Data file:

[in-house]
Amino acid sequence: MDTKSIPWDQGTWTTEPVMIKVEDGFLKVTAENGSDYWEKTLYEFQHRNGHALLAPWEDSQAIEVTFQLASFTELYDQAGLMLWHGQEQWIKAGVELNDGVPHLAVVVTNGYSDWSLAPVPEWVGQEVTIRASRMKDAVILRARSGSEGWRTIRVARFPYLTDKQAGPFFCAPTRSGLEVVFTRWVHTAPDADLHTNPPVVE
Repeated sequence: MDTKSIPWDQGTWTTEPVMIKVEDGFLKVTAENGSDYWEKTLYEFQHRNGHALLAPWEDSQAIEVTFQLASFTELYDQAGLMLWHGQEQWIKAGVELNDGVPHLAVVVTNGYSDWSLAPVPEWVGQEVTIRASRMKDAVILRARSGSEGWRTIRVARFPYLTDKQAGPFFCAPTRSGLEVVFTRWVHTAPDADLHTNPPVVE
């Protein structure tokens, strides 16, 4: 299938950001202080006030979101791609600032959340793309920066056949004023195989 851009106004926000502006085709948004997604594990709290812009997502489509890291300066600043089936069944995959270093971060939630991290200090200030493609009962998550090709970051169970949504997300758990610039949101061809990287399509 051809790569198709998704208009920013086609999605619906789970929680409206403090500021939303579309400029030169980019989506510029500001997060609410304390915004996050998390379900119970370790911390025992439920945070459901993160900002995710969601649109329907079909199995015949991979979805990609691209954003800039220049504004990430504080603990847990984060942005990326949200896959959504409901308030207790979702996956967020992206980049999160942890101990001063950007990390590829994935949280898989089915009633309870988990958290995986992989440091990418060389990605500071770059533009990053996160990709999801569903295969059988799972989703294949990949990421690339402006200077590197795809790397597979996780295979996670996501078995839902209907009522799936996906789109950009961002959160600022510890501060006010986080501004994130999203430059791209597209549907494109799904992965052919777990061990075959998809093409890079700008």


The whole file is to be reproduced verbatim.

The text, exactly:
[in-house]
Amino acid sequence: MDTKSIPWDQGTWTTEPVMIKVEDGFLKVTAENGSDYWEKTLYEFQHRNGHALLAPWEDSQAIEVTFQLASFTELYDQAGLMLWHGQEQWIKAGVELNDGVPHLAVVVTNGYSDWSLAPVPEWVGQEVTIRASRMKDAVILRARSGSEGWRTIRVARFPYLTDKQAGPFFCAPTRSGLEVVFTRWVHTAPDADLHTNPPVVE
Repeated sequence: MDTKSIPWDQGTWTTEPVMIKVEDGFLKVTAENGSDYWEKTLYEFQHRNGHALLAPWEDSQAIEVTFQLASFTELYDQAGLMLWHGQEQWIKAGVELNDGVPHLAVVVTNGYSDWSLAPVPEWVGQEVTIRASRMKDAVILRARSGSEGWRTIRVARFPYLTDKQAGPFFCAPTRSGLEVVFTRWVHTAPDADLHTNPPVVE
């Protein structure tokens, strides 16, 4: 299938950001202080006030979101791609600032959340793309920066056949004023195989 851009106004926000502006085709948004997604594990709290812009997502489509890291300066600043089936069944995959270093971060939630991290200090200030493609009962998550090709970051169970949504997300758990610039949101061809990287399509 051809790569198709998704208009920013086609999605619906789970929680409206403090500021939303579309400029030169980019989506510029500001997060609410304390915004996050998390379900119970370790911390025992439920945070459901993160900002995710969601649109329907079909199995015949991979979805990609691209954003800039220049504004990430504080603990847990984060942005990326949200896959959504409901308030207790979702996956967020992206980049999160942890101990001063950007990390590829994935949280898989089915009633309870988990958290995986992989440091990418060389990605500071770059533009990053996160990709999801569903295969059988799972989703294949990949990421690339402006200077590197795809790397597979996780295979996670996501078995839902209907009522799936996906789109950009961002959160600022510890501060006010986080501004994130999203430059791209597209549907494109799904992965052919777990061990075959998809093409890079700008």